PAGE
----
A Post on Student Achievement Best Practices
By Edgardo Castro, M.S. Ed, ELL Teacher
As an English language learners (ELL) teacher in one of the rural schools in the Commonwealth of Virginia, in which, 18% of our school's population are mostly Hispanics it is highly critical to teach both language and content especially the wide range of proficiency in English language levels of our ELLs in four domains: listening, speaking, reading, and writing. Thus, embedded language and content lessons are inseparable in Reading, Math, Science, and Social Studies.
Therefore, planning and teaching is inescapable and enormous to meet the rigorous and highly demanding academic standards with limited time to dig deeper into the specifics of each lesson.
However, my 9 years experience as a general classroom teacher (3rd, 2nd, 5th, and 6th grades) has helped me tremendously to cater the needs of my ELLs. For instance, I would implement a differentiated remediation activities that focus with specificity of certain skill/s both language and content of the lesson. On the other hand, while teaching the skill to my ELLs it is my rule of thumb to differentiate the presentation styles, such as, I would present the lesson in multimodal strategy that will capture their interests in audio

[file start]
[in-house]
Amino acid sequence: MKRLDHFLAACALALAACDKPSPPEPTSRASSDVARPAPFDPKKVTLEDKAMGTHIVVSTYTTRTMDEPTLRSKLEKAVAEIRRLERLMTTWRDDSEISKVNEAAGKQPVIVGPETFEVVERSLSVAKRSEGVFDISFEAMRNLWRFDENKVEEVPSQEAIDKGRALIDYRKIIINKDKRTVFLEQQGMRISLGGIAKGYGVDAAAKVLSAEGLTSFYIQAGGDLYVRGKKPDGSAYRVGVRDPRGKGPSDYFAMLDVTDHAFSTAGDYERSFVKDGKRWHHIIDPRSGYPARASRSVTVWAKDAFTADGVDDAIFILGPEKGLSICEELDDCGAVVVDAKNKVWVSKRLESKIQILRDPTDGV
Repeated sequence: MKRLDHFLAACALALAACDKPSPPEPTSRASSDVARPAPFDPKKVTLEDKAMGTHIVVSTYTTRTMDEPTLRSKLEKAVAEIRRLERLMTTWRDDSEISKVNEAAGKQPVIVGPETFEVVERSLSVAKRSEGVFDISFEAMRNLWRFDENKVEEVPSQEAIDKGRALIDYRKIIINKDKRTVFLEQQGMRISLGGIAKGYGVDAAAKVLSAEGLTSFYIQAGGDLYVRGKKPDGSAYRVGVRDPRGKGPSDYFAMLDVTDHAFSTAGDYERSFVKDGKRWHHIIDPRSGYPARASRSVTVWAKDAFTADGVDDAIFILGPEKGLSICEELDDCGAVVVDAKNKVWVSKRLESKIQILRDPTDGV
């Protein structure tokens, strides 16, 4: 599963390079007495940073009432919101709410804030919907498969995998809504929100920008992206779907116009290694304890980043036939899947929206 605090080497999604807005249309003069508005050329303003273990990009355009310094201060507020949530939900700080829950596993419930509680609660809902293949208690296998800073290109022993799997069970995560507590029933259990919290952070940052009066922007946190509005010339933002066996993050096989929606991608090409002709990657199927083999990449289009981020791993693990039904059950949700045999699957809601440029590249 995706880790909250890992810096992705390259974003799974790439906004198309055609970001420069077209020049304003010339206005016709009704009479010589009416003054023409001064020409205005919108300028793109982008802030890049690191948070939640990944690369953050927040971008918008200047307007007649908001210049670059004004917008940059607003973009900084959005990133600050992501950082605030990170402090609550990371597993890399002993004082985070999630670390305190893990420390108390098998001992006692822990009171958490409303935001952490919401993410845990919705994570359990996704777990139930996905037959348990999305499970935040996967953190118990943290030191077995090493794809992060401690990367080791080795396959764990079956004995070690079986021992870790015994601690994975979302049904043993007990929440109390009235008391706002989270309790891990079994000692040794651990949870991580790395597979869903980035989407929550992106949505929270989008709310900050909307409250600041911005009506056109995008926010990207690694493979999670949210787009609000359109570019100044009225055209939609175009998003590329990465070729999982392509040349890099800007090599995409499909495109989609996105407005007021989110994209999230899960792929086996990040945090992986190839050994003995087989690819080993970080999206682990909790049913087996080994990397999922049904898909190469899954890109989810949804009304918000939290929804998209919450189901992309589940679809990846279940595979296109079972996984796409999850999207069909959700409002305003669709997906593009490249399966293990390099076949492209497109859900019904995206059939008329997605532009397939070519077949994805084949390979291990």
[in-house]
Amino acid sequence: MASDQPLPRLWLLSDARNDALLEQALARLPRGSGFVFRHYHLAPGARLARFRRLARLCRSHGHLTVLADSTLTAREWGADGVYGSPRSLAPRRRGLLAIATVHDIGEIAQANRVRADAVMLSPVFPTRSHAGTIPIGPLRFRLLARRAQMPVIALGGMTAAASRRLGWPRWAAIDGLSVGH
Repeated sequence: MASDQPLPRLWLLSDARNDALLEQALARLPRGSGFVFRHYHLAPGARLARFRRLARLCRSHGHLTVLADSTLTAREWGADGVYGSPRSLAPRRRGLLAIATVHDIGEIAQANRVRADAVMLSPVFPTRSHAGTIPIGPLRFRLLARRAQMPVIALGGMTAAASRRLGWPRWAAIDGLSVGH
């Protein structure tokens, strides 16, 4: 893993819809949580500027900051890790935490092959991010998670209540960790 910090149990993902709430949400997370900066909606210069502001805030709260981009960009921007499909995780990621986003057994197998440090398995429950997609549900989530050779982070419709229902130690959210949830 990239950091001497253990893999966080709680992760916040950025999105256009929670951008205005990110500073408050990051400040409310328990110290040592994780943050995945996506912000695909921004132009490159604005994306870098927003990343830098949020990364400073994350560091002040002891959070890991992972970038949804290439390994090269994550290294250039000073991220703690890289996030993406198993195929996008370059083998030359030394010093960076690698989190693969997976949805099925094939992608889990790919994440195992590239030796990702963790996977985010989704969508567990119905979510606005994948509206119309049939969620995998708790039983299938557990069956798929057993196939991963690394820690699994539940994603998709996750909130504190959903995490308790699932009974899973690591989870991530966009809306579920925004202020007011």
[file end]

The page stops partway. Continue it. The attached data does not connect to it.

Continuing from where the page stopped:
(listening) - teacher talking with realia or props and video presentation - so my ELLs will be able to see and hear at the same time the importance of the skill/topic, then, I would relate it to authentic, realistic, outside of the school experience. At the end of the day, I would reflect what strategies worked best and how I can improve my teaching to better enhance my ELLs student achievement.
Finally, these are the things I've learned in my 12 years in the teaching profession:
1.) Provide differentiated remediation activities that target deficits skill of each and every student (whether ELLs or not - this work best!);
2.) While presenting the lesson- focus on how to differentiate the learning process, such as using a multimodal aspects of the learning development - audio, video, and connect lesson/s to realistic, authentic, and outside classroom situations;
3.) For ELL students who are considered in the enhanced level group, I would challenge them by giving hands-on, discovery approach activities that will accelerate their learning through deeper critical thinking, and problem solving skills;
4.) Constant, ongoing formative assessment should be used, for example, using thumbs-up, thumbs down, and asking questions while presenting the lesson - then, adjust lesson if necessary. This way, it's very easy to revolve the process: remediate, differentiate, and accelerate. Oh, don't forget reflection - at the end of the day, it's all about the learners, and, as educators, we should not forget the critical element of self-reflection.
So, how do you challenge yourself to improve your student achievement?
Edgardo Castro is president of the Northampton County Education Association (NCEA),a Virginia Education Association (VEA) ELL Trainer, and a member of the VEA Emerging Leaders Cadre. Edgardo may be contacted at firstname.lastname@example.org.